Saudi Arabia had high hopes that President Donald J. Trump would restore an alliance that had diminished during the previous administration. Greeted with the highest level of pomp and circumstance, the American president was personally met by 81-year-old King Salmon. The cavalry escort showcasing American and Saudi flags, billboard, posters and a red carpet signaled heightened expectations that a new deal and alliance would be struck. The total arms deal in question handily crosses a half-trillion dollars. But does the mammoth arms purchase and accompanying private sector investment make Saudi Arabia a trusted ally going forward?
What’s in the Deal?
The Saudis reportedly signed on to a weapons deal worth $110 billion in the immediate future and $350 billion over 10 years. It marks the largest agreement with the Middle Eastern nation and ranks among the biggest in history. To understand the magnitude of this sale, President Obama had sold more arms than any administration since World War II and totaled only $200 billion in eight years and a mere $60 billion to the Saudis.
Trump’s gargantuan deal would benefit American companies that include Raytheon, Boeing, General Dynamics and Lockheed Martin among others. On the heels of the news, defense stock hit a record high and the Dow cracked 21K, again. Coinciding with the military equipment, America’s private sector, most notably GE, tallied another series of investments that could top $300 billion. At the end of the deal-making, Trump would reiterate his presidential mantra, “jobs, jobs, jobs.” But even with money flying across the table like a high stakes poker tournament, critics have solid grounds for questioning a U.S.-Saudi bond. The legal doors recently swung opened for Americans to sue Saudi Arabia for a suspected hand in the 9/11 attacks.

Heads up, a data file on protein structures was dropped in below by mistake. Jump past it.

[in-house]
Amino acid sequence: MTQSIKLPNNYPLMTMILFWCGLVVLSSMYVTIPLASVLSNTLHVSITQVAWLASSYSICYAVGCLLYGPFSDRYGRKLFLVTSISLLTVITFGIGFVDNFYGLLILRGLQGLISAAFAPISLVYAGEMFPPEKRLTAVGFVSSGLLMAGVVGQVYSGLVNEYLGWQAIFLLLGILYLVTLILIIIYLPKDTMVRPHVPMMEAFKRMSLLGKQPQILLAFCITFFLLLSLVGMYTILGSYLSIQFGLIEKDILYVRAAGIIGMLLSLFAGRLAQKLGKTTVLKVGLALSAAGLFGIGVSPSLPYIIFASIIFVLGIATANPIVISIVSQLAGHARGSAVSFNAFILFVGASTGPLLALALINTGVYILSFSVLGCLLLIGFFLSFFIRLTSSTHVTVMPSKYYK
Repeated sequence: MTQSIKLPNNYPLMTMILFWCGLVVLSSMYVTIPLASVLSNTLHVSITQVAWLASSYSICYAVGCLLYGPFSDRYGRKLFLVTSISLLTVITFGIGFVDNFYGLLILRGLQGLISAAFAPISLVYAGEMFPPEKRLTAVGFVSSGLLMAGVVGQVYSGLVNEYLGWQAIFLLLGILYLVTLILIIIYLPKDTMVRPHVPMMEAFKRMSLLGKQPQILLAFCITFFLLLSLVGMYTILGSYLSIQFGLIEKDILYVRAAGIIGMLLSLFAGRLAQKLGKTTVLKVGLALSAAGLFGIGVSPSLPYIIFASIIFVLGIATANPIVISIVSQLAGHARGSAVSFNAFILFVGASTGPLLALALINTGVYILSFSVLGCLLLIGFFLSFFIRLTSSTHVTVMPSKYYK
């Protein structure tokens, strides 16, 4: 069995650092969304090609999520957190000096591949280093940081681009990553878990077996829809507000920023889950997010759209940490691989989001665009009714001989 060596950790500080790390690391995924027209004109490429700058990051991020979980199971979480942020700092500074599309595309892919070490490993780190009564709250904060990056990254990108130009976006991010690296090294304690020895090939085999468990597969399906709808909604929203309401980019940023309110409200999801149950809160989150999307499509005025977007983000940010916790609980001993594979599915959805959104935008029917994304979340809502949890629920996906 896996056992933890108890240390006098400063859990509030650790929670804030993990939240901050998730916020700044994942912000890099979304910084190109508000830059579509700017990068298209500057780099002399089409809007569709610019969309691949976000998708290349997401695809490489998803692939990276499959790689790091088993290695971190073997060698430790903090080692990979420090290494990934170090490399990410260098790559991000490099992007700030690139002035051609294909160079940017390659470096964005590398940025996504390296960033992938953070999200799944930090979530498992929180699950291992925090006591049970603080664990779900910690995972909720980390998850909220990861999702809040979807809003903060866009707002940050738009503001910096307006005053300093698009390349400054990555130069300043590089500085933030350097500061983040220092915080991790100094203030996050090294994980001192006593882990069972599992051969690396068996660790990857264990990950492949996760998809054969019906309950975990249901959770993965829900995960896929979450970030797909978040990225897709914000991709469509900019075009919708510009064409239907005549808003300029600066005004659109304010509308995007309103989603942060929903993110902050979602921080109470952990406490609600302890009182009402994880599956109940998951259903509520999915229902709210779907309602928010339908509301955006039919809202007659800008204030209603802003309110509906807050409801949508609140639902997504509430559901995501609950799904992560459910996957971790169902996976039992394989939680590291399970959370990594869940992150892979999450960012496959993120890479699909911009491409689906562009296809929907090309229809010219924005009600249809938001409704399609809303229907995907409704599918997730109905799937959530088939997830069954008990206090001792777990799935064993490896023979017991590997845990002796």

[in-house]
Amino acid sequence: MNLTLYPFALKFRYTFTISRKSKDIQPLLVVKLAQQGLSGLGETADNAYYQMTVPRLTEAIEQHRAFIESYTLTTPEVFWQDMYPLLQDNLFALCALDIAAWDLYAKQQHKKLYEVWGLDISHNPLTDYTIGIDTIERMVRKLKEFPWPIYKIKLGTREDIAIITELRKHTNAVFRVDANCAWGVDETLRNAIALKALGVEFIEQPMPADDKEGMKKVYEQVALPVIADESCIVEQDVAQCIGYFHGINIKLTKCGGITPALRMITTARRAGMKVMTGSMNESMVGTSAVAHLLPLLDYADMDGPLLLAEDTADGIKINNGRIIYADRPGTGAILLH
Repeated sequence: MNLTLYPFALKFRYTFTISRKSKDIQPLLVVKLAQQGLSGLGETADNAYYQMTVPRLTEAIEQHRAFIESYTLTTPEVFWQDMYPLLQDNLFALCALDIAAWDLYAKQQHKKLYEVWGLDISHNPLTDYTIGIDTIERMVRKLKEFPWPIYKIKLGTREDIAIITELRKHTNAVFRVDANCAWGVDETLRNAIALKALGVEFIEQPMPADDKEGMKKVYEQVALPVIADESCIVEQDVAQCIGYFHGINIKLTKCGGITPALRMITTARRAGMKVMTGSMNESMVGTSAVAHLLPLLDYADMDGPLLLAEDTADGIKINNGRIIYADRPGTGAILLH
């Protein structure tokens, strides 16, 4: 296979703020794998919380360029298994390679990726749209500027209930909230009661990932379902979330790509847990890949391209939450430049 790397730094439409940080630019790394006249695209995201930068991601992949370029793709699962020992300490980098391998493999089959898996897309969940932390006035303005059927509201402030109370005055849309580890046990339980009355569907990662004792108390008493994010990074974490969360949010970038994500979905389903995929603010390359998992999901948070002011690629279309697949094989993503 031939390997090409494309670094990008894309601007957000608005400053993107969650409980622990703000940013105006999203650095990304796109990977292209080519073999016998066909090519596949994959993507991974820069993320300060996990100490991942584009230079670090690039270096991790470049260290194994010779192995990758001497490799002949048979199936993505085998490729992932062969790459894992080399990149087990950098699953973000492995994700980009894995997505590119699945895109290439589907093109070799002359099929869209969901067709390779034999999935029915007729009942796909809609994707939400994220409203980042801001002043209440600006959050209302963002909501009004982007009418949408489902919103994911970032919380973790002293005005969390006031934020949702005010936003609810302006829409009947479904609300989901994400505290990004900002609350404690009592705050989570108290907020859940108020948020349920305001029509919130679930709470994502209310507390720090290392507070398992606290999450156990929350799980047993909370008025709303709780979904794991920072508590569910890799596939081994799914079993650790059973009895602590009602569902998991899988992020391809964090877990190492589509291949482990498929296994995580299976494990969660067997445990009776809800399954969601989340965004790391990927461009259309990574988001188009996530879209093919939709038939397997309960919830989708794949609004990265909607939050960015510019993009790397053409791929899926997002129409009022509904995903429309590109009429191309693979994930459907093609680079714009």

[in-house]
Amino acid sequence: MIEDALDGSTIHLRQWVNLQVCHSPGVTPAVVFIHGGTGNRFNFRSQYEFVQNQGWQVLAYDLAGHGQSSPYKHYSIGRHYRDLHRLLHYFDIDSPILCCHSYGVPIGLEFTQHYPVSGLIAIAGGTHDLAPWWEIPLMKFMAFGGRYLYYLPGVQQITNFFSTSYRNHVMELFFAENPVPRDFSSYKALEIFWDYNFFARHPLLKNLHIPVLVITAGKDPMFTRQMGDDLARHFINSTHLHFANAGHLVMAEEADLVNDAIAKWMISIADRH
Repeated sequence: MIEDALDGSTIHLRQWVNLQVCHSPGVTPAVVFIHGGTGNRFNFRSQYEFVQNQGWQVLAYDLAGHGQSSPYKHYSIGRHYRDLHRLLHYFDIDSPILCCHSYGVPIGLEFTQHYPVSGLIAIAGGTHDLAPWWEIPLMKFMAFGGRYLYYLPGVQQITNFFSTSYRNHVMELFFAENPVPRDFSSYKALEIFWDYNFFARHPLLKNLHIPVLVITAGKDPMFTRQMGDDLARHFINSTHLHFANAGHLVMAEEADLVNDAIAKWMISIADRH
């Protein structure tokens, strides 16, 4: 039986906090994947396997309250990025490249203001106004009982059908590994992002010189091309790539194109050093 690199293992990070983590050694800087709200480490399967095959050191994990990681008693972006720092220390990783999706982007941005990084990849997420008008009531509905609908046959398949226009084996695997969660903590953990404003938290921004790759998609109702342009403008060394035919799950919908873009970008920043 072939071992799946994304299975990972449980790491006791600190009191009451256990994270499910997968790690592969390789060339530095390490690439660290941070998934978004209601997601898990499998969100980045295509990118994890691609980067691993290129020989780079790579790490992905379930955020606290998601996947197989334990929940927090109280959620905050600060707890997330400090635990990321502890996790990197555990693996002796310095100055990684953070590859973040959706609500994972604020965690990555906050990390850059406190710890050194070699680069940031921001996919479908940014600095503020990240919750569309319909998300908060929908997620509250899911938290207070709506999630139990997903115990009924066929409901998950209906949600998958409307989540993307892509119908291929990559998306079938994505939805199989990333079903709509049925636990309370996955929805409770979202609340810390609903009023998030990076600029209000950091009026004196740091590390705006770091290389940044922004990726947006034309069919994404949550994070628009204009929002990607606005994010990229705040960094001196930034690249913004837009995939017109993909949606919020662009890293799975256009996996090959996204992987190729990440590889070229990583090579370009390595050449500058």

What Has Changed?
While lawsuits accuse the Saudis of state-funded terror, it has yet to be proven. But experts with a pragmatic understanding of Middle East politics and the region’s socio-economic forces highlight the fragility of these nations. For example, the so-called Arab Spring created more destabilization in the region than Democracy. Nearly-defeated radical factions such as the Taliban gave rise to major uprisings by more ferocious organization such as ISIS. Saudi leaders and other Arab countries have been forced to balance relationships between radicals and Western nations in the interest of national security. But two things have significantly changed, Iran and Trump.
Iran, like North Korea, is a rogue nation bent on developing nuclear weapons. It poses an immediate and definable threat to neighboring people and U.S. security interests. The Saudis are long-time enemies of Iran. The fear of nuclear superiority has Arab neighbors backed into a corner. Simply put: The enemy of my enemy is my friend. For the first time in many years, Arab nations see the hardline stances by a U.S. president toward extremism and Iran as an opportunity to build an alliance based on their own self interests.
An Arab-Style NATO?
President Trump floated the ambitious idea of helping to foster an “Arab NATO.” It would involve a group of Middle Eastern countries unified under one banner, including Israel, to combat the threats of terrorism and its other primary focus would be Iran. It was unclear whether the United States would be a full member or simply enjoy influence. American tax dollars wouldn’t be footing the bill, unlike NATO.
The region has all the pieces and ideology to form such a multi-national security alliance. Their national interests point toward removing ISIS, since the insurgents claimed a caliphate. They also have a common enemy, Iran, with nuclear aspirations. What makes this more viable than NATO is the fact that lives have been lost to those enemies. NATO was spawned out of two World Wars caused by German aggression, not Russia, and the loss of approximately 500,000 American soldiers. Not only is a U.S.-Saudi Arabia alliance now feasible, it could include stronger ties with several countries. However, Arab nations have more reason to doubt the U.S. than vice versa. They’ve just witnessed a massive foreign policy shift from Obama to Trump and may fear that America’s commitment could changing in four years.